11. Prototyping Energy Efficient Thermo-Magnetic & Induction Hardening for Heat Treat & Net Shape Forming Applications

    Energy Technology Data Exchange (ETDEWEB)

    Aquil Ahmad

    2012-08-03

    Within this project, Eaton undertook the task of bringing about significant impact with respect to sustainability. One of the major goals for the Department of Energy is to achieve energy savings with a corresponding reduction in carbon foot print. The use of a coupled induction heat treatment with high magnetic field heat treatment makes possible not only improved performance alloys, but with faster processing times and lower processing energy, as well. With this technology, substitution of lower cost alloys for more exotic alloys became a possibility; microstructure could be tailored for improved magnetic properties or wear resistance or mechanical performance, as needed. A prototype commercial unit has been developed to conduct processing of materials. Testing of this equipment has been conducted and results demonstrate the feasibility for industrial commercialization.

  12. Kaupuni Village: A Closer Look at the First Net-Zero Energy Affordable Housing Community in Hawai'i (Brochure)

    Energy Technology Data Exchange (ETDEWEB)

    2012-05-01

    This is the first of four Hawaii Clean Energy Initiative community brochures focused on HCEI success stories. This brochure focuses on the first LEED Platinum net-zero energy affordable housing community in Hawaii. Our lead NREL contact for HCEI is Ken Kelly.

  13. Towards a Net Zero Building Cluster Energy Systems Analysis for US Army Installations

    Science.gov (United States)

    2011-05-01

    available technologies [2] related to the building envelope, ventilation, advanced “low exergy ” heating and cooling systems, central energy plants...built or retrofitted to “passive house” requirements and using advanced “low exergy ” systems to satisfy remaining heating and cooling needs. The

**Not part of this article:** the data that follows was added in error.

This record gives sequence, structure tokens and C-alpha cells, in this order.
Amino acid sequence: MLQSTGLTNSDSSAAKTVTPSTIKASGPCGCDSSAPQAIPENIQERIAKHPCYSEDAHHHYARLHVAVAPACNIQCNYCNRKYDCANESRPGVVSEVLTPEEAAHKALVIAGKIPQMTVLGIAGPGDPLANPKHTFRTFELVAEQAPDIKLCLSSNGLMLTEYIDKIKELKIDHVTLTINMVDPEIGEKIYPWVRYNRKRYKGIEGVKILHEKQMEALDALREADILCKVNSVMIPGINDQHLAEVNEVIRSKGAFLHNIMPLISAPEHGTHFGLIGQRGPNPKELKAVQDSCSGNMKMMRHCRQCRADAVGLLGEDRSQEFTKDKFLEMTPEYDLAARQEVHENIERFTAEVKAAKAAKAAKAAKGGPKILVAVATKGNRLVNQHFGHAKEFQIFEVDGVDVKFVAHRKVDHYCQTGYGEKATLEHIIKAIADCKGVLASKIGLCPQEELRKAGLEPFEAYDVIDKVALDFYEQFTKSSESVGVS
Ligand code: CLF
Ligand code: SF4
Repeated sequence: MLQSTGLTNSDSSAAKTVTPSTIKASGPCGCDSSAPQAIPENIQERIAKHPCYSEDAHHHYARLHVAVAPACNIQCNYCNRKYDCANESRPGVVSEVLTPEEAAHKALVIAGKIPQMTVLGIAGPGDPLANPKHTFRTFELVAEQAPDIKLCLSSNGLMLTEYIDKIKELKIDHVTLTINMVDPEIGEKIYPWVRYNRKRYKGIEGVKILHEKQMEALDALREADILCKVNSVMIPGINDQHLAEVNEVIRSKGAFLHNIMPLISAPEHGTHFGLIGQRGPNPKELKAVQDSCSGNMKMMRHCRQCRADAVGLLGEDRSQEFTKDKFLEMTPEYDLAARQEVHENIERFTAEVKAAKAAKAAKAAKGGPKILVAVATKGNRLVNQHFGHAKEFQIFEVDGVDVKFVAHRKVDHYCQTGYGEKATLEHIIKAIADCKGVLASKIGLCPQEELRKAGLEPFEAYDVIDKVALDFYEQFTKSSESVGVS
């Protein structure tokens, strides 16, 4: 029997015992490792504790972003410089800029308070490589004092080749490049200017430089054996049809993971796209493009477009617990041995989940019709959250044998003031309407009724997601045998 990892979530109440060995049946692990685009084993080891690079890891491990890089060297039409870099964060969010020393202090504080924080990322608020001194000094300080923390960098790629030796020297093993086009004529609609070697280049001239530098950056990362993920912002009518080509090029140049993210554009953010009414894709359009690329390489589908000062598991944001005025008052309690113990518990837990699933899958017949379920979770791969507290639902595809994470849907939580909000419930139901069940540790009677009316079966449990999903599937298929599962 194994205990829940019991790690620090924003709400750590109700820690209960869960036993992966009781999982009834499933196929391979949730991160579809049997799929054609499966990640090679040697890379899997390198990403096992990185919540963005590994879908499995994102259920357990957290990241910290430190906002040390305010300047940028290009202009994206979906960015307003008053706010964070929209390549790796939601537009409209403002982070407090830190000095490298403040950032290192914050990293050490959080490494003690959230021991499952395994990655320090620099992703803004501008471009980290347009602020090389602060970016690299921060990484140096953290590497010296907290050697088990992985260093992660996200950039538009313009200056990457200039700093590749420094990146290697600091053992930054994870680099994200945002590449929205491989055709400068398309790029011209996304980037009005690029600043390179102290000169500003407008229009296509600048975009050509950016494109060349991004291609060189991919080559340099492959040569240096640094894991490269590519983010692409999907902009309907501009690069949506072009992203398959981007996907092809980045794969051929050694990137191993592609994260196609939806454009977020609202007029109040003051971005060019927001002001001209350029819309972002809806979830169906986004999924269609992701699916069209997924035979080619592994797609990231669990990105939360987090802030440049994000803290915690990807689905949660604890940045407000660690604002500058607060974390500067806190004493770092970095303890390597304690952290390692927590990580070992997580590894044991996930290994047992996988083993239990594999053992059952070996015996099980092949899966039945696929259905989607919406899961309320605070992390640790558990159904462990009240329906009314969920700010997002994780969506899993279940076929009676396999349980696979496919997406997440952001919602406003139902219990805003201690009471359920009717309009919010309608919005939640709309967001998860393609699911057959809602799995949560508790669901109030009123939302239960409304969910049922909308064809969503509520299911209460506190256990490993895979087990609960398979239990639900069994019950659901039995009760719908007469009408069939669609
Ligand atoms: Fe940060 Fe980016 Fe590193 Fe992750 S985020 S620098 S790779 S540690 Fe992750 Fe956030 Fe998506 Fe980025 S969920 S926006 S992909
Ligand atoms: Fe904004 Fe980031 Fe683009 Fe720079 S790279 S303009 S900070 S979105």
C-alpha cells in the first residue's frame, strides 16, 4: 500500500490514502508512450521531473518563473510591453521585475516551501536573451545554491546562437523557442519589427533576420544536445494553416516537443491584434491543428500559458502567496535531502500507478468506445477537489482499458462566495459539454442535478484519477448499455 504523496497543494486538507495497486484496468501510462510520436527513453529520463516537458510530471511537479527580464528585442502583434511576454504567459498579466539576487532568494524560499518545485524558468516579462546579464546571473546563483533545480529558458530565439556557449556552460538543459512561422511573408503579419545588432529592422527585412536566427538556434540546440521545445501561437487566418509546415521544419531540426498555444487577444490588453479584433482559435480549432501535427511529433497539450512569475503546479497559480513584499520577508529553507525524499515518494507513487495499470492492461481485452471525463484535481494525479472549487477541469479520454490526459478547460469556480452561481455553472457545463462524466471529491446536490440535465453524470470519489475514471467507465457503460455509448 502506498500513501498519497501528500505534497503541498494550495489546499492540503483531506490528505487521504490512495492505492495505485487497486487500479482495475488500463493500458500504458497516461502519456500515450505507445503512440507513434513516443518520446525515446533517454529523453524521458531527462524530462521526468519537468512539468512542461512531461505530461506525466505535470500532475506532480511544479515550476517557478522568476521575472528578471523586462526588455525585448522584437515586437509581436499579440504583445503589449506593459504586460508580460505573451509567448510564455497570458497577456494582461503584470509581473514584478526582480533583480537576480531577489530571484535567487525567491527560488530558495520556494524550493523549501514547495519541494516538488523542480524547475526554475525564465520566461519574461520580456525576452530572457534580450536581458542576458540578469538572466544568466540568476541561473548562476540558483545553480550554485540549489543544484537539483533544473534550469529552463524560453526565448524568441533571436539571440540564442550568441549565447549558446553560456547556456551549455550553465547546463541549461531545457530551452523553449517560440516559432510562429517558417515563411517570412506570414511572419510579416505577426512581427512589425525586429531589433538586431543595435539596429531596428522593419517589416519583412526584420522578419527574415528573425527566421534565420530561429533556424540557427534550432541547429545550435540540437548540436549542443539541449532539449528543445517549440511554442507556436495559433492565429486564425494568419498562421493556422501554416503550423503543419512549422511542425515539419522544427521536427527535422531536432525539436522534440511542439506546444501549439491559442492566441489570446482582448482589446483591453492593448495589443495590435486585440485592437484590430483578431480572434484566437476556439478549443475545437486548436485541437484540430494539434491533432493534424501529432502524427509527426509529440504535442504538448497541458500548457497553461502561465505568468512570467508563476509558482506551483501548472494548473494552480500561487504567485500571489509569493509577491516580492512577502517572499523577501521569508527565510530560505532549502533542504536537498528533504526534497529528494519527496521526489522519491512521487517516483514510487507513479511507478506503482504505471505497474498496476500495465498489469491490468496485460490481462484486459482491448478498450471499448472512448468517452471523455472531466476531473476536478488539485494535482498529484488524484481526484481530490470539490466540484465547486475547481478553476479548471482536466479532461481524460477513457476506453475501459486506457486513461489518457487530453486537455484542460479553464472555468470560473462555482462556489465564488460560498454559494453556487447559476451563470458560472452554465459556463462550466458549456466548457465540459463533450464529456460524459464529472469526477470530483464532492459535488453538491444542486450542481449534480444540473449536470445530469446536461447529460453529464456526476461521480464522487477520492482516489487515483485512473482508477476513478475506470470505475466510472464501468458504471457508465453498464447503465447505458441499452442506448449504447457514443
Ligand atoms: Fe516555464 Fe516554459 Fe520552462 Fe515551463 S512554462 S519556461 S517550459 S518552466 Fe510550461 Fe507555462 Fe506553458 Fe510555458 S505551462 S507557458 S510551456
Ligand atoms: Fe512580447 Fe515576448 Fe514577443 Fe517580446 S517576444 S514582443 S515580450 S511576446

14. A Green Prison: Santa Rita Jail Creeps Towards Zero Net Energy (ZNE)

    Energy Technology Data Exchange (ETDEWEB)

    Marnay, Chris; DeForest, Nicholas; Stadler, Michael; Donadee, Jon; Dierckxsens, Carlos; Mendes, Goncalo; Lai, Judy; Cardoso, Goncalo Ferreira

    2011-03-18

    A large project is underway at Alameda County's twenty-year old 45 ha 4,000-inmate Santa Rita Jail, about 70 km east of San Francisco. Often described as a green prison, it has a considerable installed base of distributed energy resources including a seven-year old 1.2 MW PV array, a four-year old 1 MW fuel cell with heat recovery, and efficiency investments. A current US$14 M expansion will add approximately 2 MW of NaS batteries, and undetermined wind capacity and a concentrating solar thermal system. This ongoing effort by a progressive local government with considerable Federal and State support provides some excellent lessons for the struggle to lower building carbon footprint. The Distributed Energy Resources Customer Adoption Model (DER-CAM) finds true optimal combinations of equipment and operating schedules for microgrids that minimize energy bills and/or carbon emissions without 2 of 12 significant searching or rules-of-thumb prioritization, such as"efficiency first then on-site generation." The results often recommend complex systems, and sensitivities show how policy changes will affect choices. This paper reports an analysis of the historic performance of the PV system and fuel cell, describes the complex optimization applied to the battery scheduling, and shows how results will affect the jail's operational costs, energy consumption, and carbon footprint. DER-CAM is used to assess the existing and proposed DER equipment in its ability to reduce tariff charges.

  15. Net radiation, sensible and latent heat flux densities on slopes computed by the energy balance method

    Science.gov (United States)